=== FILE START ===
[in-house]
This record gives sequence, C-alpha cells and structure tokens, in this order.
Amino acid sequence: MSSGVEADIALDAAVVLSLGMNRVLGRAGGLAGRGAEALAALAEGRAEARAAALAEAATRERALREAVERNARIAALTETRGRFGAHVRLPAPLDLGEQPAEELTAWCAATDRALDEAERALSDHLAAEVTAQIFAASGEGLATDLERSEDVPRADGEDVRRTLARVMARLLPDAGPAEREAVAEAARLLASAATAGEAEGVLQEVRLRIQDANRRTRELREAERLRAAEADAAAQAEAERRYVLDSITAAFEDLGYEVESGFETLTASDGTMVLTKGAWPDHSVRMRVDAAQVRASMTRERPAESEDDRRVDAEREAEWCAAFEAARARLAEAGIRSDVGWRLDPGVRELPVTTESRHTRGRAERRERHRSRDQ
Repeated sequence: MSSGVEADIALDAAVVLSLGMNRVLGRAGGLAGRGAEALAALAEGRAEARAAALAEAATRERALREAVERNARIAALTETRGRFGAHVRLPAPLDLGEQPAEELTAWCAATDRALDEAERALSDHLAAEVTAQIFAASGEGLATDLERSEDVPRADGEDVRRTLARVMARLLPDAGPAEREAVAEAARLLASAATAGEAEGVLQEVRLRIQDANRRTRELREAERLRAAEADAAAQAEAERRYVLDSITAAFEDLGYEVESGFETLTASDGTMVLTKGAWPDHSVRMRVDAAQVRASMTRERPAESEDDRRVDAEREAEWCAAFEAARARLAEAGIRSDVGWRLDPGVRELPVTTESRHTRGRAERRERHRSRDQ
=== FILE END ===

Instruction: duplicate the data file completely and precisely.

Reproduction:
[in-house]
This record gives sequence, C-alpha cells and structure tokens, in this order.
Amino acid sequence: MSSGVEADIALDAAVVLSLGMNRVLGRAGGLAGRGAEALAALAEGRAEARAAALAEAATRERALREAVERNARIAALTETRGRFGAHVRLPAPLDLGEQPAEELTAWCAATDRALDEAERALSDHLAAEVTAQIFAASGEGLATDLERSEDVPRADGEDVRRTLARVMARLLPDAGPAEREAVAEAARLLASAATAGEAEGVLQEVRLRIQDANRRTRELREAERLRAAEADAAAQAEAERRYVLDSITAAFEDLGYEVESGFETLTASDGTMVLTKGAWPDHSVRMRVDAAQVRASMTRERPAESEDDRRVDAEREAEWCAAFEAARARLAEAGIRSDVGWRLDPGVRELPVTTESRHTRGRAERRERHRSRDQ
Repeated sequence: MSSGVEADIALDAAVVLSLGMNRVLGRAGGLAGRGAEALAALAEGRAEARAAALAEAATRERALREAVERNARIAALTETRGRFGAHVRLPAPLDLGEQPAEELTAWCAATDRALDEAERALSDHLAAEVTAQIFAASGEGLATDLERSEDVPRADGEDVRRTLARVMARLLPDAGPAEREAVAEAARLLASAATAGEAEGVLQEVRLRIQDANRRTRELREAERLRAAEADAAAQAEAERRYVLDSITAAFEDLGYEVESGFETLTASDGTMVLTKGAWPDHSVRMRVDAAQVRASMTRERPAESEDDRRVDAEREAEWCAAFEAARARLAEAGIRSDVGWRLDPGVRELPVTTESRHTRGRAERRERHRSRDQ